Time & Attendance
By Staff Report
May. 1, 2017
Risk management. It’s not something you thought you would have to be an expert on when you decided to start your own contracting business, right? The reality is that as a business owner, you have to be part risk manager if you want to survive, much less maximize the fruits of your labor. For construction contractors, the risks of not focusing early on the fundamentals can wreak havoc on the growth and sustainability of otherwise lucrative business models.
One area of potential risk (and therefore vital importance) involves management of the one resource that often makes the difference between the success and failure of a project: your workforce. Basic issues such as recruiting and retaining qualified labor, instilling safe work practices and securing consistent productivity are nearly universal among construction industry employers.
More complex issues involving wage and hour compliance, the nuances of government contracting, and pressure from labor unions are also all too familiar to many contractors. Fortunately, by tackling some core issues early, controlling labor and employment law exposure is not as unattainable as it might seem. Here are the five most important proactive labor and employment law measures you can take to avoid expensive and productivity-sapping labor issues:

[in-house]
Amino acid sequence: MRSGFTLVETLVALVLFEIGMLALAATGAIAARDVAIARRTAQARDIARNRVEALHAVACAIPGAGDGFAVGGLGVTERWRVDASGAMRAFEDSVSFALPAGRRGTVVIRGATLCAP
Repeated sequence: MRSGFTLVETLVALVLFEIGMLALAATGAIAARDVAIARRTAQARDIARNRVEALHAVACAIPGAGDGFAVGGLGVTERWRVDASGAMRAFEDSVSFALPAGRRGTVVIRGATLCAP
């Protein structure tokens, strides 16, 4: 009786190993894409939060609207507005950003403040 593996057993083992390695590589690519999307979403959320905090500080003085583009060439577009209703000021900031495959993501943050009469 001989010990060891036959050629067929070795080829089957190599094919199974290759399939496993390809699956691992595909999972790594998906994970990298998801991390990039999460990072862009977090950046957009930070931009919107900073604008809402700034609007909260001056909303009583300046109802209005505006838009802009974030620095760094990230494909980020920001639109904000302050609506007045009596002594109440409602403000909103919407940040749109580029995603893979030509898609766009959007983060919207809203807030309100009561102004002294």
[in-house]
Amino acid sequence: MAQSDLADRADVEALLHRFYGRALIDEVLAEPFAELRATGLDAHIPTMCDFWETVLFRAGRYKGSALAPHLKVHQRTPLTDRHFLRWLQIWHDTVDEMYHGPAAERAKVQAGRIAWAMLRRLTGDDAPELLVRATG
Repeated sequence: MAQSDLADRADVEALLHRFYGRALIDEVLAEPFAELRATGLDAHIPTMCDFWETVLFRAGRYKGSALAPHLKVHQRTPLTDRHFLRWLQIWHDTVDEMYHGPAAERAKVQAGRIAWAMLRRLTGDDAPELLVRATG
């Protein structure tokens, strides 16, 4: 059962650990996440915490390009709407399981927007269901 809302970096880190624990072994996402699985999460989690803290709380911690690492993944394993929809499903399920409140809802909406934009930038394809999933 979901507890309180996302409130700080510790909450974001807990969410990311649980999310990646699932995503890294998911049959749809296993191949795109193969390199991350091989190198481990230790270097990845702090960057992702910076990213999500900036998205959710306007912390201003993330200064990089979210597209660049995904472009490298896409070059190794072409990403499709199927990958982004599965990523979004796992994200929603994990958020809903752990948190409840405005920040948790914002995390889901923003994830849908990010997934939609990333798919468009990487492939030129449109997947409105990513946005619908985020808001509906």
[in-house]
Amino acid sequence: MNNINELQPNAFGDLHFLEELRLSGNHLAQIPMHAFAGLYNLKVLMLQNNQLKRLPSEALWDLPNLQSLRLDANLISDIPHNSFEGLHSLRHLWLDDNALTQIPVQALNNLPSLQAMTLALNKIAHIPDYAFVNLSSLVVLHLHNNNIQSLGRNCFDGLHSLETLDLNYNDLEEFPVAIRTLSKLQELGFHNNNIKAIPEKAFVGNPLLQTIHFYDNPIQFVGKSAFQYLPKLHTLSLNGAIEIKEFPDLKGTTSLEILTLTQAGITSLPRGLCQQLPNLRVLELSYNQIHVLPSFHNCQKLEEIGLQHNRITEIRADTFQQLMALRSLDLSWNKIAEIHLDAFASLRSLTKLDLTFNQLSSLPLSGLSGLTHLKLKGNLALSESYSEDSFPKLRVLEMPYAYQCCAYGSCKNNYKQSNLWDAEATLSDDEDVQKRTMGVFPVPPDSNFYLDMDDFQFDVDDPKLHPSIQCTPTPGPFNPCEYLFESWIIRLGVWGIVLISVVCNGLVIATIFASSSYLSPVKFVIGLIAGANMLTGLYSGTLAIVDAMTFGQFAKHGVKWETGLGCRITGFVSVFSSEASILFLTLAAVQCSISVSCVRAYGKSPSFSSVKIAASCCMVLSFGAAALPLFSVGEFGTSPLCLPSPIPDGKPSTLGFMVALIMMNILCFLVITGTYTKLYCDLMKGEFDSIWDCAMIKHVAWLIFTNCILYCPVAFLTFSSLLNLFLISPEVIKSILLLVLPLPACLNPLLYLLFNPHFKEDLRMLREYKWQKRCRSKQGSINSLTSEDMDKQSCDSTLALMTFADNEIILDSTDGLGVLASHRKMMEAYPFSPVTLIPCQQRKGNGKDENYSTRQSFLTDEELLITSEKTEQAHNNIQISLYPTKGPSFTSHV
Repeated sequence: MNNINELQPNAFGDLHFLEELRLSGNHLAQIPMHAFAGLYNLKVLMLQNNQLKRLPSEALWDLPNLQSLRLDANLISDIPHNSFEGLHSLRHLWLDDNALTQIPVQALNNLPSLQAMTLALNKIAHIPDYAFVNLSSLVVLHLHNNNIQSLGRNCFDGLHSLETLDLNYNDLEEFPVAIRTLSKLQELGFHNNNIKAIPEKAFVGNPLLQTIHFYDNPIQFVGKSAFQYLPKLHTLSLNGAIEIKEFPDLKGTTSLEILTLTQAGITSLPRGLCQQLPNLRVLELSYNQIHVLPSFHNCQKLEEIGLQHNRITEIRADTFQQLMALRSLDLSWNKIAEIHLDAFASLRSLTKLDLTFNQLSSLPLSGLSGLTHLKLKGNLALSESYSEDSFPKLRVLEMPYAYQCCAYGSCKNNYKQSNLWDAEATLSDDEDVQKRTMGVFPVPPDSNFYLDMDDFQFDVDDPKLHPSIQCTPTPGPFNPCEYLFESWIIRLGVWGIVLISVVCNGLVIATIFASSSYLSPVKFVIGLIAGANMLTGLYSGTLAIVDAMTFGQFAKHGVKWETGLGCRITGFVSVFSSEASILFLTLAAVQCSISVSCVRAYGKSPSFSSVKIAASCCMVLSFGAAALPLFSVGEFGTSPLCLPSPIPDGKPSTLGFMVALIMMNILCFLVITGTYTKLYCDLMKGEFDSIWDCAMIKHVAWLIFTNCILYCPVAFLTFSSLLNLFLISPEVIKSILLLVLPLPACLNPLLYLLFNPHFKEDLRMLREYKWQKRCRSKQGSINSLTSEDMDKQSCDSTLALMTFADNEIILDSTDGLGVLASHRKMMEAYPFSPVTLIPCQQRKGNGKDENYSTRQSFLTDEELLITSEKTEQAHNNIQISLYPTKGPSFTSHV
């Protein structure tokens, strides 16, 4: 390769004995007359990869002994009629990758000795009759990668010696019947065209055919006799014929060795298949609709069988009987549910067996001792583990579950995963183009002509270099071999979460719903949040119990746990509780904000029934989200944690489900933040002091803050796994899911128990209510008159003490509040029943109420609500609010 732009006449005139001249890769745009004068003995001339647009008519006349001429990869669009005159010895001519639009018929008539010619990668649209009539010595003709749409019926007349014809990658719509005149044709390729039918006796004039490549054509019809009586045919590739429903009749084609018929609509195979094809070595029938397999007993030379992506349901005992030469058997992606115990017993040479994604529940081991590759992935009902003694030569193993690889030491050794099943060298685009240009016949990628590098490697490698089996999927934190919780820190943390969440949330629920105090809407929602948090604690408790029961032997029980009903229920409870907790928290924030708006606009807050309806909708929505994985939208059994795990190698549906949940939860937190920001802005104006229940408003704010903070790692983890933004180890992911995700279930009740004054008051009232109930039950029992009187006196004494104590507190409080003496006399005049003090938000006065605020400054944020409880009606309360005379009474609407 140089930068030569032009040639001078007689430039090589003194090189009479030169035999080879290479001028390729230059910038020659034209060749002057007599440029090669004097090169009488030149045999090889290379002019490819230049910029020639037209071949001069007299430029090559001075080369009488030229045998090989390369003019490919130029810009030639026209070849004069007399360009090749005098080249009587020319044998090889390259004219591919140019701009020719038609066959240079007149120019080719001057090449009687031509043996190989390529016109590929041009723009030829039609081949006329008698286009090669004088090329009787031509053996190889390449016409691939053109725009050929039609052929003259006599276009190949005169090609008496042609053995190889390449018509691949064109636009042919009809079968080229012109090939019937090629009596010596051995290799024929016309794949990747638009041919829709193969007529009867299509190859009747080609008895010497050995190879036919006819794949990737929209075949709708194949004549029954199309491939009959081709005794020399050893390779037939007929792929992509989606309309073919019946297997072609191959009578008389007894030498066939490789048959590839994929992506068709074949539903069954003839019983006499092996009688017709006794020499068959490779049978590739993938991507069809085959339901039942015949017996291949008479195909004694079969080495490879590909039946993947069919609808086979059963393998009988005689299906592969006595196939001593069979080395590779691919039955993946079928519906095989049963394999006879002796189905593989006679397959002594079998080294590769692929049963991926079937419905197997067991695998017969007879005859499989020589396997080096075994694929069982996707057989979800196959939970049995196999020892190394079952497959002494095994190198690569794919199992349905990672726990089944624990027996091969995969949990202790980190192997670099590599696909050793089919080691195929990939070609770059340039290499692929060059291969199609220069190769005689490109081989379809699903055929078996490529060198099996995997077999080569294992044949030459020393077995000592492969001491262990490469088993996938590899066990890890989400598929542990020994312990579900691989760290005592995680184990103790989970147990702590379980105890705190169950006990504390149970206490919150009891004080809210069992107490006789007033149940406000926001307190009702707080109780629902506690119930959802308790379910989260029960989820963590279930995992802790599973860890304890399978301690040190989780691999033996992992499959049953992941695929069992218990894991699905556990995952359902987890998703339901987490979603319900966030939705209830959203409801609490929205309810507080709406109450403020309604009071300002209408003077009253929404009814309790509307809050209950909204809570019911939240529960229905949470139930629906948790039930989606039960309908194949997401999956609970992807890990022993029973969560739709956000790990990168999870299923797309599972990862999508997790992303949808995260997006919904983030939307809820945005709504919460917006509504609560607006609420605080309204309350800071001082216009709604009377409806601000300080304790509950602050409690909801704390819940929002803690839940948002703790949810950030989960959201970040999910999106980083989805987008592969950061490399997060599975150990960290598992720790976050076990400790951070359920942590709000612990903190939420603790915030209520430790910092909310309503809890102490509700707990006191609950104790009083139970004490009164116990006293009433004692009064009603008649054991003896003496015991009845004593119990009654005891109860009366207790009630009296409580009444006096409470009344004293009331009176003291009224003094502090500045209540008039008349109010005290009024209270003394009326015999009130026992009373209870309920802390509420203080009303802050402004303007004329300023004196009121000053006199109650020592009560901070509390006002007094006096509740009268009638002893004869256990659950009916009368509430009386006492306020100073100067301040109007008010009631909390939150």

There are many, many other specific compliance initiatives that a growing contractor is likely to have to take on; but by taking the basic steps outlined above, contractors can minimize their labor and employment law risks and focus on their true core competencies.
Russell McEwan, co-office managing shareholder of the Newark, New Jersey, office of Littler Mendelson, represents employers in a number of industries, especially construction, in federal and state court litigation, before labor arbitrators, at the bargaining table, and before regulatory agencies. He proactively counsels employers on strategies to promote workplace harmony, strengthen the employment relationship, and minimize the risk of litigation. Comment below or email firstname.lastname@example.org.
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